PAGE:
Nimble, Sleek, But Almost Useless? – The Story of the Canadian CF-5

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The Canadian CF-5 Freedom Fighter is Canada’s first multi-role fighter. It was also the last of the long line of military aircraft to be built in Canada. 


A removable refueling probe was added to the right side of the plane’s cockpit, allowing it to extend its range using tanker aircraft. A two-position nose gear was also added to address the need for battlefield mobility. 

It was also fitted with retractable air intake screens, additional armor, and a strengthened windshield for added protection against bird strikes. 

Development History

The first CF-5 was rolled out on February 6, 1968. Meanwhile, the first flight was on May 6, 1968. The new fighter’s official designation was the CF-116 Freedom Fighter, but it almost went by its popular name, the CF-5.

Initial Role

Initially, the role of the CF-5 was to act as a rapid deployment force supporting Norway in case of a Soviet invasion. 

The first European deployment with the aid of air-to-air refueling happened in 1973. The CF-5s involved in this role were routinely carrying CRV7 rockets, British BL755 cluster bombs, and American Mk 20 Rockeye bombs in the ground attack role.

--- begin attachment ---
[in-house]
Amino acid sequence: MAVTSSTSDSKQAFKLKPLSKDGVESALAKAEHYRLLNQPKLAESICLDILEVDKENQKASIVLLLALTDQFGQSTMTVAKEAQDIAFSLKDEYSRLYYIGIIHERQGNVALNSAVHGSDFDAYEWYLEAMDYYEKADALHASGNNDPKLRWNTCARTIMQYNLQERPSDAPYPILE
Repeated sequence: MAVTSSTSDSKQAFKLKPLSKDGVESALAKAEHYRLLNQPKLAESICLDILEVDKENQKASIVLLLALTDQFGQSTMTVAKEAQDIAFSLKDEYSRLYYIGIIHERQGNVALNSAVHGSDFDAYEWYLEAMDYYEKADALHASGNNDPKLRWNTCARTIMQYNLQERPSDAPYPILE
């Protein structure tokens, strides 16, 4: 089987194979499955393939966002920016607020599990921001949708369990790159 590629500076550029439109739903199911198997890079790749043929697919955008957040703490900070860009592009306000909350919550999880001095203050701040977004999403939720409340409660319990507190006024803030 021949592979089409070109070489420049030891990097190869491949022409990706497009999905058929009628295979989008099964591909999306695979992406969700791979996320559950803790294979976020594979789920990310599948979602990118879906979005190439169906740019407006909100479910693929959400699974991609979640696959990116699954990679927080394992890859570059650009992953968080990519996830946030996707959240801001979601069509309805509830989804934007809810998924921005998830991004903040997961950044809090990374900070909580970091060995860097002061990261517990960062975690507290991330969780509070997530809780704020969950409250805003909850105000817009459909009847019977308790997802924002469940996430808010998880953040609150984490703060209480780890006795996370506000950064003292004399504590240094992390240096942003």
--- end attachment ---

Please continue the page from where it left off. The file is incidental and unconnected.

Upgraded Versions

The first upgraded CF-5 took its maiden flight on June 14, 1991. However fearing more cuts and waiting to maintain new fighters, the Canadian Armed Forces halted the upgrade program and retire all remaining airframes from service. 


In June 1995, 419 Squadron was disbanded. All the remaining CF-5 airframes were then put in storage awaiting sales to foreign customers or used for maintenance training. Over the years, Canada tried to sell much of their CF-5 fleet to other countries like Venezuela, and Botswana.